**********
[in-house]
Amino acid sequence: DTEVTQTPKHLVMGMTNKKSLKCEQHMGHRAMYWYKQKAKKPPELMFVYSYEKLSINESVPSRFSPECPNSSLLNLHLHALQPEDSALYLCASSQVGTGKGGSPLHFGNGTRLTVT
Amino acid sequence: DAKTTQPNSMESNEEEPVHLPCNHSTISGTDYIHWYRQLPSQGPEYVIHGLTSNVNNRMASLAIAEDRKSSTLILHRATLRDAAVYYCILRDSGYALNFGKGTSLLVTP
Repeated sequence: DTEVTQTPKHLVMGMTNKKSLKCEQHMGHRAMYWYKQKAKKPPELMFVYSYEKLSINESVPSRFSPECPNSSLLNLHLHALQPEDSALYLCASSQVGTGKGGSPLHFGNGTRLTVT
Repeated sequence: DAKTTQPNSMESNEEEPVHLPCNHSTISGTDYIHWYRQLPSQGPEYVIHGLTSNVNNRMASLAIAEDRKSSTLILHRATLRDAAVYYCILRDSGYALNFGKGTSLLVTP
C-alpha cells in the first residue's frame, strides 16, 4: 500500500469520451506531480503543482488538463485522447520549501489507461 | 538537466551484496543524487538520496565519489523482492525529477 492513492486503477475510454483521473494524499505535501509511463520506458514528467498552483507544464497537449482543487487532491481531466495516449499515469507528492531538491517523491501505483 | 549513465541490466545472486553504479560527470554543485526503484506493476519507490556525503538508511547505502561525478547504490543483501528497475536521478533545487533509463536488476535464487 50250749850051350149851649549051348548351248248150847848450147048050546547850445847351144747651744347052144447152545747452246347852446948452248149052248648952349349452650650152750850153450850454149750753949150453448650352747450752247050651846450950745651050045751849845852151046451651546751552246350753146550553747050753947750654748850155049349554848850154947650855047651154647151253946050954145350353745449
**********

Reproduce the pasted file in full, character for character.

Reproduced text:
[in-house]
Amino acid sequence: DTEVTQTPKHLVMGMTNKKSLKCEQHMGHRAMYWYKQKAKKPPELMFVYSYEKLSINESVPSRFSPECPNSSLLNLHLHALQPEDSALYLCASSQVGTGKGGSPLHFGNGTRLTVT
Amino acid sequence: DAKTTQPNSMESNEEEPVHLPCNHSTISGTDYIHWYRQLPSQGPEYVIHGLTSNVNNRMASLAIAEDRKSSTLILHRATLRDAAVYYCILRDSGYALNFGKGTSLLVTP
Repeated sequence: DTEVTQTPKHLVMGMTNKKSLKCEQHMGHRAMYWYKQKAKKPPELMFVYSYEKLSINESVPSRFSPECPNSSLLNLHLHALQPEDSALYLCASSQVGTGKGGSPLHFGNGTRLTVT
Repeated sequence: DAKTTQPNSMESNEEEPVHLPCNHSTISGTDYIHWYRQLPSQGPEYVIHGLTSNVNNRMASLAIAEDRKSSTLILHRATLRDAAVYYCILRDSGYALNFGKGTSLLVTP
C-alpha cells in the first residue's frame, strides 16, 4: 500500500469520451506531480503543482488538463485522447520549501489507461 | 538537466551484496543524487538520496565519489523482492525529477 492513492486503477475510454483521473494524499505535501509511463520506458514528467498552483507544464497537449482543487487532491481531466495516449499515469507528492531538491517523491501505483 | 549513465541490466545472486553504479560527470554543485526503484506493476519507490556525503538508511547505502561525478547504490543483501528497475536521478533545487533509463536488476535464487 50250749850051350149851649549051348548351248248150847848450147048050546547850445847351144747651744347052144447152545747452246347852446948452248149052248648952349349452650650152750850153450850454149750753949150453448650352747450752247050651846450950745651050045751849845852151046451651546751552246350753146550553747050753947750654748850155049349554848850154947650855047651154647151253946050954145350353745449